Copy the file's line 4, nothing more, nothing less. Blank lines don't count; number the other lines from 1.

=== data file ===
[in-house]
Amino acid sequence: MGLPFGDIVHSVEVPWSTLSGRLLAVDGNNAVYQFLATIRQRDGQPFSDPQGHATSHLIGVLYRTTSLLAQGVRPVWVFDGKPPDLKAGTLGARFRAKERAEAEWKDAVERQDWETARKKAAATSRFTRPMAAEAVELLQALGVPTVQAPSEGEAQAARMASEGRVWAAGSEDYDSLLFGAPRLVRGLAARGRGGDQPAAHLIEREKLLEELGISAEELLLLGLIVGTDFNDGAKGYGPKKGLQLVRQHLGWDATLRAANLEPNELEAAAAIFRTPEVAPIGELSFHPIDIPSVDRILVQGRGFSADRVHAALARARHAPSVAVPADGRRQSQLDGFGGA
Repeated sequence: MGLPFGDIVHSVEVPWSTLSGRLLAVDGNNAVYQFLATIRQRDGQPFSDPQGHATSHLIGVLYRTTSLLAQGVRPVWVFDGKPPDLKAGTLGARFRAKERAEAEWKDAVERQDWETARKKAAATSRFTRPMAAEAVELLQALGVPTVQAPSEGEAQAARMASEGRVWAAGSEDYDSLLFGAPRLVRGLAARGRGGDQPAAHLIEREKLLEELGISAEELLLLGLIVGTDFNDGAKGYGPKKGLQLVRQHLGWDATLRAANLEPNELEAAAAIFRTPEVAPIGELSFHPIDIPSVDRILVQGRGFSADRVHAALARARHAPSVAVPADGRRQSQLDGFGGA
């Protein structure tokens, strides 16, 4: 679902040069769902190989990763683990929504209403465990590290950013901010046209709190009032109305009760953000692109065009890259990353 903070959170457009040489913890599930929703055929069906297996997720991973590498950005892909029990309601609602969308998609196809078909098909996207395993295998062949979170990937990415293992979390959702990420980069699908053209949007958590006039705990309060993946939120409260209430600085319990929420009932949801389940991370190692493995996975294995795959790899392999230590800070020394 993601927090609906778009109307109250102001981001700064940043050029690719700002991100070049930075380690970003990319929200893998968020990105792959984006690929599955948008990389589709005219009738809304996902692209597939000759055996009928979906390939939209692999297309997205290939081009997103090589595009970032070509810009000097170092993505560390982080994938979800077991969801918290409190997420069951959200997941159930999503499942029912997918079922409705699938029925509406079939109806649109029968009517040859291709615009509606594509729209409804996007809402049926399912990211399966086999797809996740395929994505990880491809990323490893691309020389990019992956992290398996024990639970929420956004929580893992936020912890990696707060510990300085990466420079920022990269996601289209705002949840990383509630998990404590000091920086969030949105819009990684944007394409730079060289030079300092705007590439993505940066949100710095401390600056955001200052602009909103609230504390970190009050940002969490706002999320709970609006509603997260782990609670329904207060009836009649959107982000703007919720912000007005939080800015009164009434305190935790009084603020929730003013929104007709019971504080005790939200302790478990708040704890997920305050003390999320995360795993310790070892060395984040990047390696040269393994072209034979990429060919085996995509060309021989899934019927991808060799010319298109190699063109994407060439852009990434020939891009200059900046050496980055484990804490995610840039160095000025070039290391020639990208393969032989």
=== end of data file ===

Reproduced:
């Protein structure tokens, strides 16, 4: 679902040069769902190989990763683990929504209403465990590290950013901010046209709190009032109305009760953000692109065009890259990353 903070959170457009040489913890599930929703055929069906297996997720991973590498950005892909029990309601609602969308998609196809078909098909996207395993295998062949979170990937990415293992979390959702990420980069699908053209949007958590006039705990309060993946939120409260209430600085319990929420009932949801389940991370190692493995996975294995795959790899392999230590800070020394 993601927090609906778009109307109250102001981001700064940043050029690719700002991100070049930075380690970003990319929200893998968020990105792959984006690929599955948008990389589709005219009738809304996902692209597939000759055996009928979906390939939209692999297309997205290939081009997103090589595009970032070509810009000097170092993505560390982080994938979800077991969801918290409190997420069951959200997941159930999503499942029912997918079922409705699938029925509406079939109806649109029968009517040859291709615009509606594509729209409804996007809402049926399912990211399966086999797809996740395929994505990880491809990323490893691309020389990019992956992290398996024990639970929420956004929580893992936020912890990696707060510990300085990466420079920022990269996601289209705002949840990383509630998990404590000091920086969030949105819009990684944007394409730079060289030079300092705007590439993505940066949100710095401390600056955001200052602009909103609230504390970190009050940002969490706002999320709970609006509603997260782990609670329904207060009836009649959107982000703007919720912000007005939080800015009164009434305190935790009084603020929730003013929104007709019971504080005790939200302790478990708040704890997920305050003390999320995360795993310790070892060395984040990047390696040269393994072209034979990429060919085996995509060309021989899934019927991808060799010319298109190699063109994407060439852009990434020939891009200059900046050496980055484990804490995610840039160095000025070039290391020639990208393969032989």